It wasn’t Trethewey’s personal interpretation of Mississippi that I related to most, but her verbal rendering of the national park I worked at for three and a half years. In the same poem quoted at the top of this post, titled “Elegy for the Native Guards” she writes of her visit to Fort Massachusetts on Ship island:

Inside we follow the ranger, hurried
though we are to get to the beach…

I didn’t lead that particular tour, but she captured my professional existence out there pretty succinctly. Brava!


I think Rachel Maddow is likable and engaging, though I last watched her show on MSNBC a couple of years ago. On that show she included a short segment boohooing the treatment of some Indians to whom the United Kingdom denied entry because they were traveling with Iroquois Confederacy passports. Why Maddow thought this was worth mentioning was beyond me. Nice try, Hiawatha, but get back in line. The rest of us don’t get to travel internationally on homemade passports. It’s that sort of reflexive bleeding heart nonsense that distract from real issues liberals can raise about the state of democracy in America.

Despite my annoyance with that detour I read Maddow’s new book “Drift: The Unmooring of American Military Power”. The drift she refers to is the increasing distance between our foundational aversion to a large military establishment and our present condition of ceaseless warfare. Most of the book deals with the usurpation of war-making from the people’s representatives by our last several presidents. “The ‘imperial presidency'” Maddow writes, “… is a radical departure from previous views of the presidential power, and it should be taught and understood that way.” She supports her arguments with colorful anecdotes about the military adventurism of Ronald Reagan and his successors, often using their own words.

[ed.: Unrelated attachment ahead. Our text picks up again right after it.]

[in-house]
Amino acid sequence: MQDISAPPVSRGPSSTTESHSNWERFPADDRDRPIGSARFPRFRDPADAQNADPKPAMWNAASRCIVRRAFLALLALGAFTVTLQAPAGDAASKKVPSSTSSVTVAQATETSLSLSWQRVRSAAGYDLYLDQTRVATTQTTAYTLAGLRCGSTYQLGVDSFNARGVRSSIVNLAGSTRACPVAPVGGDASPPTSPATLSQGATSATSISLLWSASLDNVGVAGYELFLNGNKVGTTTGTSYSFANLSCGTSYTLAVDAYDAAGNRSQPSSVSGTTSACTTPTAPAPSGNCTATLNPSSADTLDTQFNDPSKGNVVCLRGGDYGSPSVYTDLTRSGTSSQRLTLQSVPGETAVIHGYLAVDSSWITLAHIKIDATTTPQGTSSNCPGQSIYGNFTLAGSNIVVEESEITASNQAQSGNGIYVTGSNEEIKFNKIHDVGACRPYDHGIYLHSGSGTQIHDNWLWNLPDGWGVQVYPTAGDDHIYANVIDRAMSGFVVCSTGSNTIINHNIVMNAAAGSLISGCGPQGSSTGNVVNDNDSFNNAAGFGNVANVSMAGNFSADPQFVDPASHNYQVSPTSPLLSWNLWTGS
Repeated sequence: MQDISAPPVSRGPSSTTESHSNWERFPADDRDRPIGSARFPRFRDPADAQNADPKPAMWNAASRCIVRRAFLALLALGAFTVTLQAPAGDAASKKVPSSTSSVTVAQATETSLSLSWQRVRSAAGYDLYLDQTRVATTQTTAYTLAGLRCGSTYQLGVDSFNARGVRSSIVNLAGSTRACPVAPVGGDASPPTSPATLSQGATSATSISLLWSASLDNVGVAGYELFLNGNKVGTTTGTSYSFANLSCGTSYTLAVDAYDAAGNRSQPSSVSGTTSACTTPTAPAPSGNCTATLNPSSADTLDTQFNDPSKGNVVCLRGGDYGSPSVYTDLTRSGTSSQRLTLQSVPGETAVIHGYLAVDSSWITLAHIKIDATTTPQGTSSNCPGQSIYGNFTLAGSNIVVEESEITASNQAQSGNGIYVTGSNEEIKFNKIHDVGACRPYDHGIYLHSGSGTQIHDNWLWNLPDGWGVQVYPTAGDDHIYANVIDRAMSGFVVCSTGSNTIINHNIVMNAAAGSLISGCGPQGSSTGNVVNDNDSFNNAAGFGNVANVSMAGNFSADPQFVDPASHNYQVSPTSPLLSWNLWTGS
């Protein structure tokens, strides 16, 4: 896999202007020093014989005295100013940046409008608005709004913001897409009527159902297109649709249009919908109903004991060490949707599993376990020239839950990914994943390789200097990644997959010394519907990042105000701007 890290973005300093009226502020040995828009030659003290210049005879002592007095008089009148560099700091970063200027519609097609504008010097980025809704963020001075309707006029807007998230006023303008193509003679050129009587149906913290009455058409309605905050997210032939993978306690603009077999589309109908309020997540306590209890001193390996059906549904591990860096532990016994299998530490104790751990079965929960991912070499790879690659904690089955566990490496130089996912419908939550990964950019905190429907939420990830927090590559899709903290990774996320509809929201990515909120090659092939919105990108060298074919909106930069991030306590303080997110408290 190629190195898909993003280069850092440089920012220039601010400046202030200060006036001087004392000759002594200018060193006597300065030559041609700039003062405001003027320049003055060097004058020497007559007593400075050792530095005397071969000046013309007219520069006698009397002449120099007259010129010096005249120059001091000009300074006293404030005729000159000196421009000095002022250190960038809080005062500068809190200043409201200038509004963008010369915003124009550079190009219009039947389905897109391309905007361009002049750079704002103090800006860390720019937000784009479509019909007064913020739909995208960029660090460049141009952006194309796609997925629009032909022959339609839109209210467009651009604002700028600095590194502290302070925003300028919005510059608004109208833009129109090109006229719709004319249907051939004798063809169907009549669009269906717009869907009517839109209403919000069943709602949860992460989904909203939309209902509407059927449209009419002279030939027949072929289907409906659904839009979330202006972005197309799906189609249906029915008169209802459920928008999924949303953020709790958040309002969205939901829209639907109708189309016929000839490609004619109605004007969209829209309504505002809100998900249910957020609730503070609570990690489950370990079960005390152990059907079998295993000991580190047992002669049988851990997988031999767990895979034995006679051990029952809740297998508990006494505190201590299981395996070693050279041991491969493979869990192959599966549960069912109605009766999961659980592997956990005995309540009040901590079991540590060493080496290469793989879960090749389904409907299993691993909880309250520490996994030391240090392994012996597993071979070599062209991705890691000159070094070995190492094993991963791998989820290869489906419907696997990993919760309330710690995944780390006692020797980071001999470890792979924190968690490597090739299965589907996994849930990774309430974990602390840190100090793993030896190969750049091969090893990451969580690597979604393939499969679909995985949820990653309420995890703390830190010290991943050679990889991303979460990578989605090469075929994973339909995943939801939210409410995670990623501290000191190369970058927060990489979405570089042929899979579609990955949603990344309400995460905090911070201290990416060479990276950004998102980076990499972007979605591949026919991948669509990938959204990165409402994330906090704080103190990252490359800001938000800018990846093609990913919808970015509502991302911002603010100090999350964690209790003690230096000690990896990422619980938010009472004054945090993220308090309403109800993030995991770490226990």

Maddow seems to think the transfer of war-making authority from Congress to the president is a recent occurrence. It is not but perhaps the scale of undeclared military operations has increased in recent decades. I would argue that our original aversion to a military establishment ended when we adopted the Constitution. Thomas Jefferson, whose writings Maddow cites as the philosophical basis for limited military capacity, was virtually alone among early presidents in disdaining the permanent army and navy.

Maddow also describes as causes of drift the sequestration of military sacrifice to a very small segment of our population, privatization and secrecy, and institutional inertia. Even the much-celebrated counterinsurgency doctrine that has recently transformed our military strategies has its dark side, since it expands the armed forces’ roles in to broader goals of “nation-building.” Nothing in “Drift” is terribly earth-shattering but it is a good, concise assessment of trends in our national attitudes about making war and how it affects our democracy.

As an aside, one of the testimonials on the back cover is from Roger Ailes, chairman and CEO of FOX News. It’s the most backhanded and lukewarm endorsement I’ve seen on a hardcover jacket. It begins with criticism (of something not really addressed in the book), then a affirmation of Maddow’s right to express her opinion, and concludes with, “Drift is a book worth reading.” I guess it’s there to attract readers who otherwise would avoid a book by Maddow but I don’t feel like liberal opinions need an official stamp of legitimacy from conservative leaders.

The Hunger Games

My first feeling after seeing “The Hunger Games” at the theater was that it was good if you like watching teenagers kill each other. I borrowed the book too. The movie follows it very closely. The main difference is that the book is told entirely in the first person from Katniss’s point of view so some of the behind-the-scenes machinations in the Capitol seen in the movie were added by the filmmakers.